The entire budget proposal was not welcomed by renewable energy advocates, with support for nuclear and coal also increasing. The DOE’s Office of Fossil Energy saw a boost of nearly $110m, despite the continued decline of the industries it supports. Similarly, a further $200m was allocated to aid the nuclear energy industry despite its recent struggles to compete in the open market.

One aspect of the bill which has divided opinion is its declaration that biomass is a carbon-neutral fuel. “While a group of lawmakers were able to block most of the harmful and unrelated measures tacked onto the bill, there still remain a few poison pill riders in here, including a biomass provision, that essentially thumb their nose at science,” said Kimmell. “By permanently decreeing that biomass is carbon-neutral, Congress has legislated the answer to a scientific question, and unfortunately the answer is simply wrong – all biomass is not carbon neutral. For lawmakers who claim to love the founding fathers, they would have sorely disappointed Ben Franklin.”

Progress is undoubtedly being made however, and 2017 saw the largest amount of renewable energy generation in the US ever. Sources including solar, wind and hydropower made up 18% of the overall energy mix. More renewable energy capacity was added last year than any other source, making up 49.9% of the 24.6GW added to the grid. Legislation is being brought in across the country to support renewable energy, such as in California, where all new houses are to be built with solar panels already installed.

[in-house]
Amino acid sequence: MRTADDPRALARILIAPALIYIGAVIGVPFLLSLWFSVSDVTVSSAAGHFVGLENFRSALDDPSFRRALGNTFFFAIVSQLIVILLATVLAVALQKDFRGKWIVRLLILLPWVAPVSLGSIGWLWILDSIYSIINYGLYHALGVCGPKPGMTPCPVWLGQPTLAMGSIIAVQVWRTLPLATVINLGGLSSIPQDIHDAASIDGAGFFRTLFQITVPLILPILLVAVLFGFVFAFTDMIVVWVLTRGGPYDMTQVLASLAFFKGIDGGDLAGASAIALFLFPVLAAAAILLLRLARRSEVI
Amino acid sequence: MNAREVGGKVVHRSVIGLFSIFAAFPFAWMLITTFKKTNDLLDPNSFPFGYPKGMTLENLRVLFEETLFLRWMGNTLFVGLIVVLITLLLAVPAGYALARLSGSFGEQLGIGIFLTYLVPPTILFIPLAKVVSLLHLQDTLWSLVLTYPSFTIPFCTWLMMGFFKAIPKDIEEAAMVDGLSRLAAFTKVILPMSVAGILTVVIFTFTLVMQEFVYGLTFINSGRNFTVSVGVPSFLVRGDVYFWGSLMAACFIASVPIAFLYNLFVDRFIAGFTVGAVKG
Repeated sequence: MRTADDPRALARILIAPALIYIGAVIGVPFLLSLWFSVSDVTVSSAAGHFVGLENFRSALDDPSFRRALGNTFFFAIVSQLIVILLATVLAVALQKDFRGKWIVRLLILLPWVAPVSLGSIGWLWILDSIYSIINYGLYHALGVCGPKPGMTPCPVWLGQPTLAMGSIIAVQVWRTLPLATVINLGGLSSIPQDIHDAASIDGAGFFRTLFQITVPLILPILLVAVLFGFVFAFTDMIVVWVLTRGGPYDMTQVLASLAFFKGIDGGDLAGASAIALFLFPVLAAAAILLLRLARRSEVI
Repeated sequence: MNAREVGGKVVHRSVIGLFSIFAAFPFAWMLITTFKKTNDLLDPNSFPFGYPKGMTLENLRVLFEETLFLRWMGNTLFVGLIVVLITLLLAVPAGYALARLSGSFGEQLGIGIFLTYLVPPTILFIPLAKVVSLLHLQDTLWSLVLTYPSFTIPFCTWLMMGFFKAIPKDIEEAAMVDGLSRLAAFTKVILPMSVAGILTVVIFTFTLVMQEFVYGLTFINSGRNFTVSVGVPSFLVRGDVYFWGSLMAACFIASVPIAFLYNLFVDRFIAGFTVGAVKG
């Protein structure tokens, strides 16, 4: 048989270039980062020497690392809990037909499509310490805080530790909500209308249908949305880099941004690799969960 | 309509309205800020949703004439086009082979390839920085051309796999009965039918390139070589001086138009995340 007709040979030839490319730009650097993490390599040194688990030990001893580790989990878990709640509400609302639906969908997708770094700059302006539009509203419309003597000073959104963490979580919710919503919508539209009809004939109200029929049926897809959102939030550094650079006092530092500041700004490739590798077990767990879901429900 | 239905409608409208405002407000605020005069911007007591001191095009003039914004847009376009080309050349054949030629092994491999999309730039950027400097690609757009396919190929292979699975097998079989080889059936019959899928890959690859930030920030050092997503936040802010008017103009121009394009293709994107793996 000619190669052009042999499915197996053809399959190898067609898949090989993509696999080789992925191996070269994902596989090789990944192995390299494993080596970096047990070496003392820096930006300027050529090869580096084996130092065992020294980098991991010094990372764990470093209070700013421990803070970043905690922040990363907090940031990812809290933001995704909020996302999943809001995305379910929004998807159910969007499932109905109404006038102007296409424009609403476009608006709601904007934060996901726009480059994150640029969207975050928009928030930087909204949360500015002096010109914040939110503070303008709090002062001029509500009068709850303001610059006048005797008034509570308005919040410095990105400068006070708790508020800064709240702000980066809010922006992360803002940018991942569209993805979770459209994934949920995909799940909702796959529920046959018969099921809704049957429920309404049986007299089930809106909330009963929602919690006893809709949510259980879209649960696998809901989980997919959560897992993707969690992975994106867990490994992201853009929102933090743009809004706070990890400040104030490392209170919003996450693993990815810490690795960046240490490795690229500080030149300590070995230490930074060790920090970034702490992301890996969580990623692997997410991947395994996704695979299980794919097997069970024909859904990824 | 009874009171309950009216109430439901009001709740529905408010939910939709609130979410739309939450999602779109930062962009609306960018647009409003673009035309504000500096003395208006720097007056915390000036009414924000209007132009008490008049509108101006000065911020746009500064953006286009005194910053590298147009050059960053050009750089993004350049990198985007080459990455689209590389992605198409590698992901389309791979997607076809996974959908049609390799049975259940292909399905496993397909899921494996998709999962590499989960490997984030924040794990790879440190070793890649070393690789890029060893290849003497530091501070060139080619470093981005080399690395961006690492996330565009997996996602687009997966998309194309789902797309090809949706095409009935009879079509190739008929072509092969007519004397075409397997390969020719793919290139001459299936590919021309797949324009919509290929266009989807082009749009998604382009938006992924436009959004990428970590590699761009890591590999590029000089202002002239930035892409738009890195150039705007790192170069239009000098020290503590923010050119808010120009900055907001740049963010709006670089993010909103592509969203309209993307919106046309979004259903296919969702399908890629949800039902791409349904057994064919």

Together with governmental support, the shifting economic profile of renewables is one of the most important factors for its future success. The cost of solar, for example, dropped by 25% in 2017 alone. Conversely, the costs associated with damage caused by climate change are increasing, driving many policymakers and industries towards renewable energy sources in an effort to reduce greenhouse gas emissions.

The spending bill is a victory for clean energy and its supporters in the US, but its true success is yet to be seen. As the Trump administration appears set on continuing its attack on renewables funding in favour of coal and nuclear, Congress equally is prepared to fight for renewable technologies to ensure energy security and support growth.